As South Africans, we live in a world saturated with race every day (actually everybody does, but we seem to have refined it to quite an art). Race is in our meaning making, in our economy, in our homes. It defines the layouts of our cities, it pumps through the transport arteries of our metropoles, it sifts our farms into workers and baases, land owners and land workers: race, racism, racialised discourses are so commonplace we barely see them any more. When we are asked to talk about difference, inequality, violence, or power without recourse to race, we become tongue tied. Our colonial and neocolonial history is writ large in the language of race across our land, our bodies and our minds.
You can’t grow up as a white person in South Africa and not grow up racist. The degrees of it will vary, the awareness of it will vary even more, but when you are born into a world so wholly centred around you, making you the norm, telling you you are the ideal, the best, the deserving One, you can’t not be affected.
I was raised to be racist. At times explicitly, more often tacitly. It was in the way my parents infantilized people with browner skins, it was in how they avoided ‘those places’ (e.g. Soweto and the Transkei), it was often in the form of charitable kindness that was deeply patronizing, relishing its own benevolence rather than asking what the person really wanted or needed (or, heaven forbid, asking the deeper question as to why it was so hard for them to themselves obtain what they wanted or needed without asking a white person for help). It was in my parents’ assumption that the wealth they accumulated was theirs and rightly deserved, that they somehow worked ‘harder’ than the domestic they employed, and that their rewards were based on merit, ignoring that 80% of the population was prevented from even competing with them for the opportunities they enjoyed. It was in the jokes my father told, in the faux fetishizing gaze of my mother and her admiration for how ‘black women dress so smart’.
I was raised a racist, and like most other aspects of my childhood, I will carry it with me all my life.
Recently there has been cause to reflect on the shrill reception this news–that we’re all racist–has prompted amongst white South Africans who believe themselves to be not racist. And the following mode of analysis is, I think, perhaps a useful one for reframing what it means to be called racist, or be called a racist, and how to respond.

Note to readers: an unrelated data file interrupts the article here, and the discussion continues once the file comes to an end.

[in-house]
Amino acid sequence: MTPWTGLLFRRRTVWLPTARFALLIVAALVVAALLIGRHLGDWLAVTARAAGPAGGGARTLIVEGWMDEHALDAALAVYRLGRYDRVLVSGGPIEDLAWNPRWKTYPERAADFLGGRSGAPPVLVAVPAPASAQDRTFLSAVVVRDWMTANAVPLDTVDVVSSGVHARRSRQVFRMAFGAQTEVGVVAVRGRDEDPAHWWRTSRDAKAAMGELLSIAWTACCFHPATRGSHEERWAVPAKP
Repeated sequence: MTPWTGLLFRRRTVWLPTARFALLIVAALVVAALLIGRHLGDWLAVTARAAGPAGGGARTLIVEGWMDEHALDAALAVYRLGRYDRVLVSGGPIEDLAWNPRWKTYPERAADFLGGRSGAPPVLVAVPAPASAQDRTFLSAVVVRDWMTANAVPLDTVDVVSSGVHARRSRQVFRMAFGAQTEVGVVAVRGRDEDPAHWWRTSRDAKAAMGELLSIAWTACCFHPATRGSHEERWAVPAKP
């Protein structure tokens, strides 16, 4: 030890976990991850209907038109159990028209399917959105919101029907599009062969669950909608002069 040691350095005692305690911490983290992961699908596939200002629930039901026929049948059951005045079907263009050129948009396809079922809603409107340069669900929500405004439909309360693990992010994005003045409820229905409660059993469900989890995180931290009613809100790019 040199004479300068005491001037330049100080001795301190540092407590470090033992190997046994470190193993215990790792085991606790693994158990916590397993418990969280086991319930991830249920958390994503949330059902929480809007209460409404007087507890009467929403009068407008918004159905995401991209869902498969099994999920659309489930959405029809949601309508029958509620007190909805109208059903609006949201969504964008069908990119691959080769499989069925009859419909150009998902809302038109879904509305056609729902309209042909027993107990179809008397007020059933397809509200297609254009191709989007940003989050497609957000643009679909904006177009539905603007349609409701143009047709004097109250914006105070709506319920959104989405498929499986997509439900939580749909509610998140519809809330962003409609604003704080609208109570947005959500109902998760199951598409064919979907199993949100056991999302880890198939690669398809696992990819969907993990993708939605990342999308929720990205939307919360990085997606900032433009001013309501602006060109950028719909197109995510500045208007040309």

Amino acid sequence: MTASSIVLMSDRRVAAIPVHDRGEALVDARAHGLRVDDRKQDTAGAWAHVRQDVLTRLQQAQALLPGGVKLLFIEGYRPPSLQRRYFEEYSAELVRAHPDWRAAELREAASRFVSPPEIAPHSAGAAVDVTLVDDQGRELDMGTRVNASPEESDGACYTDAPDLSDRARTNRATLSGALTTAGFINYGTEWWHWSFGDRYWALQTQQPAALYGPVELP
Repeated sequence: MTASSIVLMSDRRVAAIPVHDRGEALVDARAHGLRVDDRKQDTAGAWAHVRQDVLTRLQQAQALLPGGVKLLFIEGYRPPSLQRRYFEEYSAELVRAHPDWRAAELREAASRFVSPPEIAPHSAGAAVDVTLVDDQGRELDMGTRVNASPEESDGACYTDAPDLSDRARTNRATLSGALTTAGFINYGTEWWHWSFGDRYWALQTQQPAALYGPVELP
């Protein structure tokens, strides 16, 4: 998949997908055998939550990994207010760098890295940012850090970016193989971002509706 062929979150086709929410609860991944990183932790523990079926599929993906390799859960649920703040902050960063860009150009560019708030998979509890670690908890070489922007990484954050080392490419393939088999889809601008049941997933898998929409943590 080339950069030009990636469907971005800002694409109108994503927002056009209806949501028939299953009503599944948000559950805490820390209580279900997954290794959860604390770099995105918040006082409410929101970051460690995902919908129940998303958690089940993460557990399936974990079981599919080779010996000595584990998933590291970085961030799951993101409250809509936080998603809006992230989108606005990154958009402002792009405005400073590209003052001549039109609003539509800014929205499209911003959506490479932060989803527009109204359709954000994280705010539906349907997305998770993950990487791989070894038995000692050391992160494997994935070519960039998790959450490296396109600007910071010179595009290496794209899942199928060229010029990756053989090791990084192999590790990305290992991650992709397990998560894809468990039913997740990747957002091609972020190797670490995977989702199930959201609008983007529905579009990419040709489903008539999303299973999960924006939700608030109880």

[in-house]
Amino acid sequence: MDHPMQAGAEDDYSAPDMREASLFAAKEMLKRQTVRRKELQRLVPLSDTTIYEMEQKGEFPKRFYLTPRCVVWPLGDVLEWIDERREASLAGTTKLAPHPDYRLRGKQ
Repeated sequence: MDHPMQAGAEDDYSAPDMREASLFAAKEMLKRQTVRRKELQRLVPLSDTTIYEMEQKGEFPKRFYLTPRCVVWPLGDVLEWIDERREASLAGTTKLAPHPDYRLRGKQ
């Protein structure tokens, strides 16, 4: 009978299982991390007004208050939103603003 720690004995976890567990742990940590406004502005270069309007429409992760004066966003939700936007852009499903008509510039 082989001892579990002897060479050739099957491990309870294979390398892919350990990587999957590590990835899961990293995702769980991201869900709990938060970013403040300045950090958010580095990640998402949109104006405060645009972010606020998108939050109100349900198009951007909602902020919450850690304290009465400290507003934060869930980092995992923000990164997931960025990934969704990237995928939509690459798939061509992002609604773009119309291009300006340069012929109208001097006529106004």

The crux lies in the subtle but important distinction between culpability and responsibility.
There are some who are culpable: Penny Sparrow. Adam Catzavelos. Vicki Momberg. Many others who remain unindicted. This is deliberately acting in a racist manner by choice, to act out power and dominate and humiliate another.
And then there are all of us, who are responsible. To be culpable is to be guilty… it is a position that attracts and warrants blame. And that sense of being blamed for something you didn’t choose, or didn’t do, when a white person is sure they haven’t used the K_ word, or beaten a person because they are black, that is what evokes a disproportionate angry and defensive response. That is to mistake responsibility for culpability.
But to be responsible… is to be honest. And here’s why.
We were all raised racist. But none of us chose how we were raised, or who we were raised by. To hold a child culpable for being raised a racist is like holding a child with emotional issues culpable for being raised in a dysfunctional household, whatever that may entail: irrational insecurity, learning to resolve conflict through aggression, not learning how to cooperate with others.
It is fairly well accepted that we learn problematic behaviours as children which we carry into our adulthood to our own detriment, and the detriment of those around us. Psychotherapy, whether Freudian or not, often delves into the family of origin to find the source of problematic behaviours. We learn how to be, and how to be with others, at home. So when that being, and being with others, doesn’t work out well, it is fruitful and revealing to go back to the blueprint that shaped all the interactions that followed.
The first part of dealing with childhood trauma or issues is to acknowledge them. Most of the time this is prompted by a conflict with another who points out that our behaviour is problematic. The next step is that we listen to them. We reflect. We acknowledge that perhaps we are part of the problem. Perhaps we go for some therapy. After unpacking how and why our current behaviours are problematic, we hopefully get to a point where we recognise that while we are not culpable for what happened to us as children, only we can do anything about it. That is: we are responsible for doing the work required to change ourselves.
That’s a hard place to reach. Accepting responsibility without culpability. Reflecting and dreaming a different way of being. Admitting that a different way might be better. It involves an enormous amount of ongoing work. But it is the only route through which we can disrupt intergenerational cycles of abuse and trauma that are well documented in psychology. And what could be more traumatic and intergenerational than being raised to be racist?